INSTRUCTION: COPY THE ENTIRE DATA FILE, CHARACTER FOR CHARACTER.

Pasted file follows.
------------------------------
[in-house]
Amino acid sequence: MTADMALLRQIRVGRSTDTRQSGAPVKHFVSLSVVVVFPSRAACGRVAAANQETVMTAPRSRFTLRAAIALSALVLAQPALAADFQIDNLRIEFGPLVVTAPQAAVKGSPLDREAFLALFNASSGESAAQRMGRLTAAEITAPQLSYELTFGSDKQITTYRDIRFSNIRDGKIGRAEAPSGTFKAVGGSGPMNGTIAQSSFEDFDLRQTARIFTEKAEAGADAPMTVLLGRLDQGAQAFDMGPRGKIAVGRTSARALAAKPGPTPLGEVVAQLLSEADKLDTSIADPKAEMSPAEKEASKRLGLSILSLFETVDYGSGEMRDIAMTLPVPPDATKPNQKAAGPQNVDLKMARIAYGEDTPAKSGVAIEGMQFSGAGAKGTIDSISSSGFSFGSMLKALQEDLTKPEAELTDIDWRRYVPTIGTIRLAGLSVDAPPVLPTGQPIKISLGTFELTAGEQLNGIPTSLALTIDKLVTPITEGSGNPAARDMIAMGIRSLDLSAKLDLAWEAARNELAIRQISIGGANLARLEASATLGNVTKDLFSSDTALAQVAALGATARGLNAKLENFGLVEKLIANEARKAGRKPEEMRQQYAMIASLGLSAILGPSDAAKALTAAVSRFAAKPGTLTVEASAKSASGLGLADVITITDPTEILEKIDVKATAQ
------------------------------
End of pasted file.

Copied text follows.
[in-house]
Amino acid sequence: MTADMALLRQIRVGRSTDTRQSGAPVKHFVSLSVVVVFPSRAACGRVAAANQETVMTAPRSRFTLRAAIALSALVLAQPALAADFQIDNLRIEFGPLVVTAPQAAVKGSPLDREAFLALFNASSGESAAQRMGRLTAAEITAPQLSYELTFGSDKQITTYRDIRFSNIRDGKIGRAEAPSGTFKAVGGSGPMNGTIAQSSFEDFDLRQTARIFTEKAEAGADAPMTVLLGRLDQGAQAFDMGPRGKIAVGRTSARALAAKPGPTPLGEVVAQLLSEADKLDTSIADPKAEMSPAEKEASKRLGLSILSLFETVDYGSGEMRDIAMTLPVPPDATKPNQKAAGPQNVDLKMARIAYGEDTPAKSGVAIEGMQFSGAGAKGTIDSISSSGFSFGSMLKALQEDLTKPEAELTDIDWRRYVPTIGTIRLAGLSVDAPPVLPTGQPIKISLGTFELTAGEQLNGIPTSLALTIDKLVTPITEGSGNPAARDMIAMGIRSLDLSAKLDLAWEAARNELAIRQISIGGANLARLEASATLGNVTKDLFSSDTALAQVAALGATARGLNAKLENFGLVEKLIANEARKAGRKPEEMRQQYAMIASLGLSAILGPSDAAKALTAAVSRFAAKPGTLTVEASAKSASGLGLADVITITDPTEILEKIDVKATAQ